Though REM sleep is characterised by eye movement at 30 degrees horizontally/vertically, we can’t see because no signal is sent to the brain (Klein,1971; Hamzelou,2015). The parts and phases of sleep repeat many times during the course of our sleep as we alternate between unconscious/unawareness sleep (Stage 4 and REM sleep) and semi-conscious/semi-awareness sleep (Stage 1–3 sleep). We are described as ‘awake’ when we are fully conscious (Leavitt,2019).
Established knowledge on hypnopaedia and language
Although learning in sleep is still deemed impossible until proven otherwise by satisfactory evidence, scholars now know the following about hypnopaedia. Firstly, it is possible to help a sleeping person revise particular language content when their sleep level is at Stages 1, 2 or 3 (the semi-conscious/semi-awareness sleep stages). Revision is possible at the aforesaid stages because it has to do with information previously acquired while awake which is now administered to a half-asleep brain, unlike learning which involves dealing with new information whose absorption demands a conscious mind (i.e. being awake). However, when one’s sleep level enters either the Delta stage (i.e. the unconscious/unaware stage of sleep) or the rapid eye movement (REM) sleep phase (i.e. dreaming phase), it is no longer possible to revise because consciousness and awareness would have entirely disappeared to give way to a type of sleep where information consciously learnt and semi-consciously revised is consolidated in the long term memory (Walker,2005; Clark,2016; Anzenhofer and Moynihan,2021).
Secondly, due to varying complexity of topics in language, not every language topic can be revised in Stages 1, 2 or 3 sleep (Clark,2016). This is logical in that some things we learn demand a conscious brain even when revising them. For example, it would be practically impossible to help someone revise language topics like generative grammar, minimalist programme and semiotic assemblages in their sleep because such topics demand a sound and healthy brain to understand. However, simple word lists (e.g. ball, phone) and onomatopoeic words (i.e. words which imitate the natural sound of things they represent e.g. ‘moooo’ for the sound of cow; ‘click’ for the sound a camera makes; and ‘hiss’ for snake sound) can be revised using hypnopaedia. Some scholars think onomatopoeic words are not only revisable but also learnable in sleep but available scientific evidence says otherwise (Schlegel,2021).
Lastly, although nothing can substitute active learning, being exposed to a word or phrase in sleep is now known to help with language consolidation in our brains – “but only if the person has already been learning this word or phrase while awake” (Mosalingua,2016). Using what is known as Targeted Memory Reactivation (TMR) technique in which words are said or availed in audio format to a person whose sleep is especially at Stage 3 (i.e. slow-wave sleep or SWS), neurolinguists have established that language information can be spontaneously replayed and analysed by our brains at that stage before it is committed to our long term memory through a process called consolidation (Walker,2005).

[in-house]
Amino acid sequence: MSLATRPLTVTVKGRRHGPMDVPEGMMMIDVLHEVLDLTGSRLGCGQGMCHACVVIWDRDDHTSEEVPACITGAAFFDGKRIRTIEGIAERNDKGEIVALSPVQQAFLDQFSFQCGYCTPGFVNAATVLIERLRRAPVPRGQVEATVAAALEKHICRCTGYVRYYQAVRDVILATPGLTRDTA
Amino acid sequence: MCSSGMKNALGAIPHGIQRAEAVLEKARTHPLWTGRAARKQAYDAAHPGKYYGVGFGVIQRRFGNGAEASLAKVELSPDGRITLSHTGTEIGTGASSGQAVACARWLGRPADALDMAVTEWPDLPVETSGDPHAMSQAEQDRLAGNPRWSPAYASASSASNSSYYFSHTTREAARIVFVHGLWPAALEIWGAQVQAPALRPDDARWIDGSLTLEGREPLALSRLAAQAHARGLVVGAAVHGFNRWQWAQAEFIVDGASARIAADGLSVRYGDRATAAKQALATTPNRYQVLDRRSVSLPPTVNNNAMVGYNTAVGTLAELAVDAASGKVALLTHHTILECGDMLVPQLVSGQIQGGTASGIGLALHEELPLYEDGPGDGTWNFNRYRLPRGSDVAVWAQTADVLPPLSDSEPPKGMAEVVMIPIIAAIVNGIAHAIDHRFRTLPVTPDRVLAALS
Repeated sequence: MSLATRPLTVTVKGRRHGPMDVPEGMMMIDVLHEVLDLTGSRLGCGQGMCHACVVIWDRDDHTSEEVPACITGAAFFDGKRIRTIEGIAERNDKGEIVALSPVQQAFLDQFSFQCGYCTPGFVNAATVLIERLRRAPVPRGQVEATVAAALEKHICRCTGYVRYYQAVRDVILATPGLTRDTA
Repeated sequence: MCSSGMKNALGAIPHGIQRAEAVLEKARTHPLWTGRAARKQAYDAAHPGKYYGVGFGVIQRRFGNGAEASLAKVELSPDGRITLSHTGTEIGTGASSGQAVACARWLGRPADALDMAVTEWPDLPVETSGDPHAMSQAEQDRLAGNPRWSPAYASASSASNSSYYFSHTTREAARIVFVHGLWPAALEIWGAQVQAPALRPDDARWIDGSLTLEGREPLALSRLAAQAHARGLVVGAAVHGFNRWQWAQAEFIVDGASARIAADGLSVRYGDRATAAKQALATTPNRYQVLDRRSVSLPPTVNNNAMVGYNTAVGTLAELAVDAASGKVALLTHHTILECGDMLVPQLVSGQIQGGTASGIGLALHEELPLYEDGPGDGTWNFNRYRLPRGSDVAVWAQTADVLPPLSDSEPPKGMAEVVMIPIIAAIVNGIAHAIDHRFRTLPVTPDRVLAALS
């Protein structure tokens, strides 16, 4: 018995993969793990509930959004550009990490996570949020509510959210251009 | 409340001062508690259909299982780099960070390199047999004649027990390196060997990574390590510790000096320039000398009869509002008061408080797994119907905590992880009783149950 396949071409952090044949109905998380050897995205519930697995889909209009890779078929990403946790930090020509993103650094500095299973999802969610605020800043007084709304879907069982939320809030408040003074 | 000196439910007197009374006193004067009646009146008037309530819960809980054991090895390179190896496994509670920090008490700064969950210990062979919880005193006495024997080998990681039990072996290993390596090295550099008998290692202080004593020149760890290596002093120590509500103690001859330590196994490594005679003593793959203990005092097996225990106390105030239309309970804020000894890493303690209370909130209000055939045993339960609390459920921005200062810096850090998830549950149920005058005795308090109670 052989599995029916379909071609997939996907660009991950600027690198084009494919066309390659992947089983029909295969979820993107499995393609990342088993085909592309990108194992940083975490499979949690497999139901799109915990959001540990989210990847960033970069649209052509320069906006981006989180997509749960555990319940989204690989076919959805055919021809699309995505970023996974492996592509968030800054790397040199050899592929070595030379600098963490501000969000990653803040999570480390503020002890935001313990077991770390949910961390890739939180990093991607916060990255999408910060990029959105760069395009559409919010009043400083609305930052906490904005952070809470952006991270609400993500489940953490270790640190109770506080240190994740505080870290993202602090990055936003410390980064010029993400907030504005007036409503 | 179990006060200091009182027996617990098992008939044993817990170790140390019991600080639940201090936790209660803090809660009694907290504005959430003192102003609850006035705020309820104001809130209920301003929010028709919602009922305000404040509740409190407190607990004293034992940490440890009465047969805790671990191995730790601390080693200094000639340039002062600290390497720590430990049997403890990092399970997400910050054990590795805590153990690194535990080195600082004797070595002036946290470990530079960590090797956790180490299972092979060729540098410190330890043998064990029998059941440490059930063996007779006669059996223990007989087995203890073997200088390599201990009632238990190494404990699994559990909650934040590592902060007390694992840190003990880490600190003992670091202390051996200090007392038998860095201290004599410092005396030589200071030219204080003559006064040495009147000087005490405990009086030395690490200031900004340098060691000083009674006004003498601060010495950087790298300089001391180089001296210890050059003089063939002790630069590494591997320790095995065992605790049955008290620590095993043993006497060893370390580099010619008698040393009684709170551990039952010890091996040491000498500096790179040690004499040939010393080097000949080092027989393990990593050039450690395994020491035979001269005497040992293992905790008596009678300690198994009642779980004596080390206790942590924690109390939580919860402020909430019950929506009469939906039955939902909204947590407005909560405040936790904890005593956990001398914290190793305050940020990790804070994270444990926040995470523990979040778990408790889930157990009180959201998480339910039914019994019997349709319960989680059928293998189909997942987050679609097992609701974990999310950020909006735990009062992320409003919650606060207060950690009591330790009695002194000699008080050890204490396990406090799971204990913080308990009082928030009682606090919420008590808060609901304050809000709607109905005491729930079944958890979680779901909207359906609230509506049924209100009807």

The findings involving Targeted Memory Reactivation (TMR) technique in hypnopaedia have equally confirmed that: people who sleep before and after studying tend to perform better than those who deprive themselves of sleep; people who are exposed to TMR technique in hypnopaedia tend to remember more items than participants who are left to sleep; and that sleep deprivation can negatively affect our memory retention. These findings confirm the findings in psychology about the relevance of sleep in information consolidation especially during slow-wave/Stage 3 sleep (e.g. the Active System Consolidation Hypothesis – Rasch and Born,2013; Sobczak,2017).
So…can we learn a language while asleep? It is still deemed impossible until proven otherwise because learning is a complex thing that demands a conscious brain. What is known is that we can use sleep to revise simple language topics previously acquired when we were awake. Even then, such revisions can only happen at particular stages of sleep where we are not fully asleep.
Next week, I will take you to forensic linguistics where I will look at facts about handwriting that crime investigators focus on when examining a hand-written note left behind by a crime suspect. Nicklaus Kruger…thanks for rallying international support for this column.
The author is a systemic functional linguist and Special Research Fellow (PhD) at the University of the Western Cape, South Africa. His other research fields include neurolinguistics, forensic linguistics, psycholinguistics, semiotics, corpus linguistics, cognitive linguistics, African languages and literature. He has also taught language at UNZA. Contact: email@example.com, WhatsApp: +260 956 315380.